is there a written information security strategy

Results of Nonscientific Survey of Participants at Information Security Workshop

While this survey was not scientific or comprehensive, it provides a rough order of magnitude around the maturity of Information Security strategies in higher education.

Operating in Reactive Mode Exacerbates the Issue

Perhaps more than any other sector, information security in higher education has continued to develop in an ad hoc manner, almost necessarily in a reactive mode.

What does that reactive mode look like in reality?

what does that reactive mode look like

Operating in Reactive Mode Exacerbates Information Security Issues

“We are going in every direction at once.”

The Information security umbrella covers several different areas, such as education, policy, compliance, risk management, incident response, business continuity, and disaster recovery. Weaving these components together while reacting to new threats, technologies, and compliance standards is a real challenge. It is no wonder that users are confused about the direction and focus of information security.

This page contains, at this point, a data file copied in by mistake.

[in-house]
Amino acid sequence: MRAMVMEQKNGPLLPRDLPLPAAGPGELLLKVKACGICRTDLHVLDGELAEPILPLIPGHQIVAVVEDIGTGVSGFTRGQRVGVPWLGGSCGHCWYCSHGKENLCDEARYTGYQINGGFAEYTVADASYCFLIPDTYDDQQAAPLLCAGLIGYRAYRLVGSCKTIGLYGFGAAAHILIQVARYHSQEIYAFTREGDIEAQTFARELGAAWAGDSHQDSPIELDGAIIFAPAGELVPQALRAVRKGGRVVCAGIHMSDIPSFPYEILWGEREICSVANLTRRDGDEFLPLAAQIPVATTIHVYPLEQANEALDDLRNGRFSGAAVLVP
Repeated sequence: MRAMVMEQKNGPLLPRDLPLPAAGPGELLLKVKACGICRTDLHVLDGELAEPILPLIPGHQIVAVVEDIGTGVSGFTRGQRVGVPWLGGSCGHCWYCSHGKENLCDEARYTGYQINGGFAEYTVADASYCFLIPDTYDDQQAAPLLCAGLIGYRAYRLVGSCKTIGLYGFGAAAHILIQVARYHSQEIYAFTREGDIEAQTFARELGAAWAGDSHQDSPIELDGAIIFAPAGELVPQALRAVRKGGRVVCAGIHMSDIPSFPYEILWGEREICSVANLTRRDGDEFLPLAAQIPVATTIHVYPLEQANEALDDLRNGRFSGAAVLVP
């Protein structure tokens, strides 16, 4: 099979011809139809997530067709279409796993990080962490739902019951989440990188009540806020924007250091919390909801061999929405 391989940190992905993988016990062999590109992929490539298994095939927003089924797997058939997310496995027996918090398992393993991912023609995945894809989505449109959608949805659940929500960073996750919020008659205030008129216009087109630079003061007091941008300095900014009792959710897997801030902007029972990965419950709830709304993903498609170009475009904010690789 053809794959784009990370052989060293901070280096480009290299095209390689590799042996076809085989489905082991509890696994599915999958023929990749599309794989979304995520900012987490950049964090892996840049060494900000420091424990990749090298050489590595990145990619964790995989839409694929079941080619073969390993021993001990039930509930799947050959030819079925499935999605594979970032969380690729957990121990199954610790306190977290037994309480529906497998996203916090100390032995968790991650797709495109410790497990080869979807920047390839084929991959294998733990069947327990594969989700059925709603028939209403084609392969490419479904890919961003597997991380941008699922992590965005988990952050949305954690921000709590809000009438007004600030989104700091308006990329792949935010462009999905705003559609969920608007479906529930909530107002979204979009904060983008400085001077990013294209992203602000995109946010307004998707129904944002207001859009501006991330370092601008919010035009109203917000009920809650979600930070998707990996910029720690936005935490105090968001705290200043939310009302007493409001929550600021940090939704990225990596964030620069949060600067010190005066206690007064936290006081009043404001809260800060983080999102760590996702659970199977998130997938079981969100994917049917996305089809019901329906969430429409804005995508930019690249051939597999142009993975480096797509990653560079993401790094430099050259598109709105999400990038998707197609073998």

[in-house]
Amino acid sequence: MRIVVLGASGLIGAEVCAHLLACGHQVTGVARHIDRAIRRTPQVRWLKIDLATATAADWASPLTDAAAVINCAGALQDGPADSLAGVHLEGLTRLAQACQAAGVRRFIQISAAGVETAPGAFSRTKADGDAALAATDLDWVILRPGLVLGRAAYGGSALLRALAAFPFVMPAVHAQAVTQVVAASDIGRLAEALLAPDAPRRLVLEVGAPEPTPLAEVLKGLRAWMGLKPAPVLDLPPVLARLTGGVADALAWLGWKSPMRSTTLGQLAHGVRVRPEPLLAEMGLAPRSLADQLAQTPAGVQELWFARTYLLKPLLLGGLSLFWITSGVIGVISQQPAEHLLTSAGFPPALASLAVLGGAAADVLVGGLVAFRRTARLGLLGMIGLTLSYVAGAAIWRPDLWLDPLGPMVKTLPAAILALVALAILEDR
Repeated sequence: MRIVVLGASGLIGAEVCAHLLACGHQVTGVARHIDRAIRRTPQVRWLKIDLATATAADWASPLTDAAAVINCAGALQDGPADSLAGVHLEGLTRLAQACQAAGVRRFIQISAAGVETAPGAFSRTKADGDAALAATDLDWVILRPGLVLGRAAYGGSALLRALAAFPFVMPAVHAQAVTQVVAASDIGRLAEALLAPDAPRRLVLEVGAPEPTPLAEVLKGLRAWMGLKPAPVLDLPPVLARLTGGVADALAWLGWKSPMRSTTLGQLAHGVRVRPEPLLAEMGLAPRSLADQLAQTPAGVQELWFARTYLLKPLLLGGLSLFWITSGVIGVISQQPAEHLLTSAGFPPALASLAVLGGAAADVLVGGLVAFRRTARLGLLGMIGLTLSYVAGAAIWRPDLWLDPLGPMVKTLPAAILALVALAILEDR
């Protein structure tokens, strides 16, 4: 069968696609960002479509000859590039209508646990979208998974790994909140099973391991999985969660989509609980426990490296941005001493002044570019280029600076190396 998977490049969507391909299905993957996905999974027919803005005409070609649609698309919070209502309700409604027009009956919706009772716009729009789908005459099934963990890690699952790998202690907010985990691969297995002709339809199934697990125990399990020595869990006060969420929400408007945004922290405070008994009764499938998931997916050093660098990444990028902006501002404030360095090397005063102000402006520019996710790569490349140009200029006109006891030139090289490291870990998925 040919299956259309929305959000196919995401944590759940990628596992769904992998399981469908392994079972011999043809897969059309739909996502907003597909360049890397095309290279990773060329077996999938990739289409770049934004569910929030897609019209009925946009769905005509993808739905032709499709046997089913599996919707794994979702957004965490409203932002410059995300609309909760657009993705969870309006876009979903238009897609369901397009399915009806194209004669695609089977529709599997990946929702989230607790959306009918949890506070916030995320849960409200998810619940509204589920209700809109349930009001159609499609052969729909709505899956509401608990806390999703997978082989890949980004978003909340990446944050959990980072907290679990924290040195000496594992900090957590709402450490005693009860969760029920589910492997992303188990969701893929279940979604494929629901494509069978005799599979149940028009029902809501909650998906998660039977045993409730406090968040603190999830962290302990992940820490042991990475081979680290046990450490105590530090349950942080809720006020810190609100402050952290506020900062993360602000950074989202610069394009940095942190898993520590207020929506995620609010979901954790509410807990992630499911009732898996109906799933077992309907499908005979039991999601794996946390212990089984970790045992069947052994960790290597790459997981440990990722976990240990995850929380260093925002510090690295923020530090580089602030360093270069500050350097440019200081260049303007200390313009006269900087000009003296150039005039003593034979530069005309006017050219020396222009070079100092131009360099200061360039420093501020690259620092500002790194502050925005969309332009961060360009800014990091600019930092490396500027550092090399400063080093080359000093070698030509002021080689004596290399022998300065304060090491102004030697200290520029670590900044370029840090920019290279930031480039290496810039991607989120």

“We do not have buy-in.”

There is an inevitable impact to the organization when security direction becomes a series of disjointed initiatives and policies. From within the information security office, it is difficult to see what you are accomplishing overall. Members of the campus community feel that they are subject to a steady stream of messages, rules, and new procedures, making it more difficult to do their jobs. As a result, they are less likely to help achieve a more security-conscious environment. Users lack a frame of reference to bring each new procedure and initiative together into a cohesive security direction.